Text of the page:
For the third time in three attempts, Barnett, who at 24 became the youngest champion in UFC history, postponed Monday an appeal hearing in front of the California State Athletic Commission to address the regulatory body's decision to deny his license after an alleged positive test in July for anabolic steroids.
While Barnett's legal team cited the need to gather additional information from the WADA facility at UCLA that conducted the test as justification for delays in August and October, the latest setback was blamed on the blizzard that slammed the Northeast over the weekend. Among the many victims of flight cancellations was Barnett's New York-based legal counsel,
Barnett's appeal was rescheduled for Feb. 22, 2010. If he fails to fight by the the end of January, it will mark at least 12 months between bouts for the talented 31-year-old mixed martial artist.
Because Barnett, who recently earned a black belt in Brazilian jiu-jitsu from
Barnett's inability to gain licensure forced him out of the bout against the heralded Russian. It also was blamed for the eventual cancellation of Affliction's Aug. 1 card in Anaheim, Calif., knocked the clothing manufacturer out of the fight promotions business, landed Emelianenko in Strikeforce and established promotional battle lines in the latter half of 2009.
The Nevada State Athletic Commission nailed Barnett (25-4) following his UFC title-winning fight over
Barnett denies ever using anabolic steroids, and has questioned the legitimacy of the test results in California and Nevada.
Four candidates remain in the hunt to become the next permanent executive officer of the California State Athletic Commission, a position that has remained in flux since
In closed-door meetings Monday, commissioners and officials from the Department of Consumer Affairs met with the four remaining applicants for their final interviews before one is recommended to the DCA.
The prospective candidates are:
A decision on the new Executive Officer could take up to 30 days. California is among the most active states in the U.S. for mixed martial arts and boxing events.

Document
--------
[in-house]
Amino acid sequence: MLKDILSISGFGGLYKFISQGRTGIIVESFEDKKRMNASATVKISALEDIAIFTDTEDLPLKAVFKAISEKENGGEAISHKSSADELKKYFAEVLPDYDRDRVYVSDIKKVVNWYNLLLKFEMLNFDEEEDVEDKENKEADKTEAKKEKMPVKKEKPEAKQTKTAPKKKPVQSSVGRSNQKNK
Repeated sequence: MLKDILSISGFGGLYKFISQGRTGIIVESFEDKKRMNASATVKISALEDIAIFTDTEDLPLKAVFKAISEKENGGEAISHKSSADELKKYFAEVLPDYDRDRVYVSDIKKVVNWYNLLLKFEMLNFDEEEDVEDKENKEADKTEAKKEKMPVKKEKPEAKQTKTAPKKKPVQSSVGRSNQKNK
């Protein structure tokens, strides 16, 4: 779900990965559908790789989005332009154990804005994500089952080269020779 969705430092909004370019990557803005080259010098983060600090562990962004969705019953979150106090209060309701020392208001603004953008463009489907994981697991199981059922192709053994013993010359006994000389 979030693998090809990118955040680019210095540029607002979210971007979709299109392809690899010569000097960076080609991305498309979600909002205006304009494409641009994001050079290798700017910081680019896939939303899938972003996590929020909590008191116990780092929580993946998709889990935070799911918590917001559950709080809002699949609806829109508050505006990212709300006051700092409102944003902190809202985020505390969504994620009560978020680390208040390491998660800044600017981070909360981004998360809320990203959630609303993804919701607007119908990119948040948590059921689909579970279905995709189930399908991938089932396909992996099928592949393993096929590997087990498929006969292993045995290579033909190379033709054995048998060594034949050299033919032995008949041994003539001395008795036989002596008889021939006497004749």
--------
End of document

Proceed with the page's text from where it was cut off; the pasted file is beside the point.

On paper it may not rank among Japan's most intriguing end-of-the-year promotional efforts, but the "Dynamite!! 2009" card on Dec. 31 is certainly ambitious. With a mixture of 17 MMA and K-1 fights, including a series of bouts pitting fighters working under the Dream and Sengoku banners, the mega-event is being promoted with hopes that it can rekindle some interest among casual fighter watchers in Japan.
On Tuesday in Tokyo, promoters announced the addition of three fights, including a match between Dream and Sengoku lightweight champions
In all, nine Dream-Sengoku bouts will take place and most are well-matched:
For the purposes of attracting casual fight fans,
The card airs live in the U.S. on HDNet (3 a.m. ET), and will be replayed later in the evening.
The suit, filed in September in the U.S. District Court in the Eastern District of New York, alleges that from at least 2004 through 2006 Genet helped China Energy, a now defunct company, falsely obtain a listing on the Nasdaq National Market System; engage in unregistered distributions of securities; and enter into "secret arrangements to give away China Energy stock to persons who agreed to purchase China Energy stock in the market, and thereby created the false and misleading impression of active trading and interest in China Energy."
The SEC complaint alleges Genet "realized in excess of $1,700,000 from his sales of China Energy shares."
When contacted by SI.com, Genet declined to comment on "ongoing litigation."